Parenting trends come and go, with psychologists, childminders, and other experts constantly coming up with new techniques for nurturing and disciplining children.
But while modern techniques like the naughty step and the reward chart were once the parenting trends of the moment, one of the newest popular tools, the Feelings Wheel, was actually first designed in the 1980s – and is now experiencing a revival.
As some millennial parents move toward “positive parenting” that promotes understanding bad behavior rather than strict discipline, the Feeling Wheel is used to help children identify their emotions — and at its symposium on Early childhood on Wednesday, the Princess of Wales revealed that millennial-aged Prince Louis is using the device with his classmates at Lambrook School.
The concept features a pie chart that shows a range of different human emotions and also shows how each feeling is connected to other feelings. It also groups smaller feelings under a larger umbrella, from anger and contempt to joy and love.
Psychologist Robert Plutchik, a professor at the Albert Einstein College of Medicine in South Florida, created the wheel and established that human beings experience eight basic emotions: joy, trust, fear, surprise, sadness, anticipation, anger and disgust.
The Feeling Wheel, or Emotion Wheel, was designed by psychologist Robert Plutchik in the 1980s — and it’s enjoying a revival among hip parents.
These core feelings can then intensify or become milder, and every emotion has a polar opposite.
He created a wheel that captures all of this as a tool to help us improve our “emotional intelligence” – a concept that today, four decades later, has garnered hundreds of thousands of hits on Instagram and a cohort of famous fans .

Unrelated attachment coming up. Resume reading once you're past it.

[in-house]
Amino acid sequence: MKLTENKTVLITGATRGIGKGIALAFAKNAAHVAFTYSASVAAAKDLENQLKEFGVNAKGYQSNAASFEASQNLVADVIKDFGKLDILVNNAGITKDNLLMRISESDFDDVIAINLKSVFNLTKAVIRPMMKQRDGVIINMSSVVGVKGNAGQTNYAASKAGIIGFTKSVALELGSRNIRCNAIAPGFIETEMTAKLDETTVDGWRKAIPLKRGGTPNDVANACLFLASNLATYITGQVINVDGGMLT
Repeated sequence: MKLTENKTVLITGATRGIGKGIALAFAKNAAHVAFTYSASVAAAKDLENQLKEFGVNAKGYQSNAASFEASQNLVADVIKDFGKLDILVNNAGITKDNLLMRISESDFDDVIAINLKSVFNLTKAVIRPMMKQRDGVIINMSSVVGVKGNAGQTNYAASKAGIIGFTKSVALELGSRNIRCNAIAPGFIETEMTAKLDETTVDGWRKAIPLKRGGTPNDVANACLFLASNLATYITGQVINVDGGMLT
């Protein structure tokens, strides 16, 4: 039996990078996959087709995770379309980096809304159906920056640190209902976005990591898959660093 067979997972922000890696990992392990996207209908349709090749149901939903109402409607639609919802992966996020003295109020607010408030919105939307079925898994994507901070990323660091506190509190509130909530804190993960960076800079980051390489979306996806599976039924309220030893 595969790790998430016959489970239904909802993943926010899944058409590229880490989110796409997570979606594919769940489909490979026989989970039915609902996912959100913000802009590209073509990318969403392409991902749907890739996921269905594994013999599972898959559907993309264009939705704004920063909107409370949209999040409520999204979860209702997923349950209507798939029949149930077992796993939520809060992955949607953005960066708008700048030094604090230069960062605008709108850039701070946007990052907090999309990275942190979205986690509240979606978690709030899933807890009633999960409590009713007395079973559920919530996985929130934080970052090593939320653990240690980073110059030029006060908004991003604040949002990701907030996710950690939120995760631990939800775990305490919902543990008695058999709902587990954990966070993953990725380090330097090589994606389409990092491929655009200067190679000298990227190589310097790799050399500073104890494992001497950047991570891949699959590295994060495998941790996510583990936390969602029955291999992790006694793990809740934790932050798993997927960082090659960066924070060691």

When Plutchik first designed the Wheel of Feelings in 1980, it was originally intended for adults rather than children.
With actresses like Gwyneth Paltrow and Jennifer Aniston encouraging us to be more aware of our feelings in order to conquer the tough ones, the wheel’s ability to help us identify and measure them is hot.
The Princess of Wales revealed yesterday that Prince Louis, 5, used a feelings wheel at school with his classmates.
Although there is no quick and easy way to use his wheel, Dr. Plutchik’s lovely diagram is intended to help us take a timely measurement of our emotional temperature.
By determining precisely how we feel at any given moment, we can observe whether, over time, regular patterns emerge, and then understand what the triggers are so that we can change our behavior accordingly, rather than reacting in a state of stress.
Simplified versions of the wheel are now popular in primary schools across the UK.
Mentally Healthy Schools has produced its own version of the wheel for younger learners, which it says should be used for children aged four to 11.
The organization recommends using the wheel several times during the day so that students can understand how their emotions evolve and learn the triggers that cause certain emotions.
The revival of the feeling wheel in modern parenting coincides with a deeper understanding of emotions and a move away from authoritarian, disciplinary parenting.
In particular, feeling wheels can be associated with positive parenting, which embraces the mantra that you should support children by guiding them, mapping their thoughts and feelings, and brainstorming.
Positive Parenting Solutions, which contains resources that encourage people to become parents without getting angry or harassing their children, says the Feeling Wheel can be used to identify the root causes of a child’s bad behavior.
A blog post on the site explains: “Positive parenting emphasizes that children who misbehave are not bad. Instead, they lack the skills to manage their emotions.
He continues to explain how you and your children can use the Feelings Wheel to identify the emotion being felt and understand the corresponding emotions that accompany it.
This method allows the parent to address the problem causing the bad behavior rather than resorting to strict sanctions.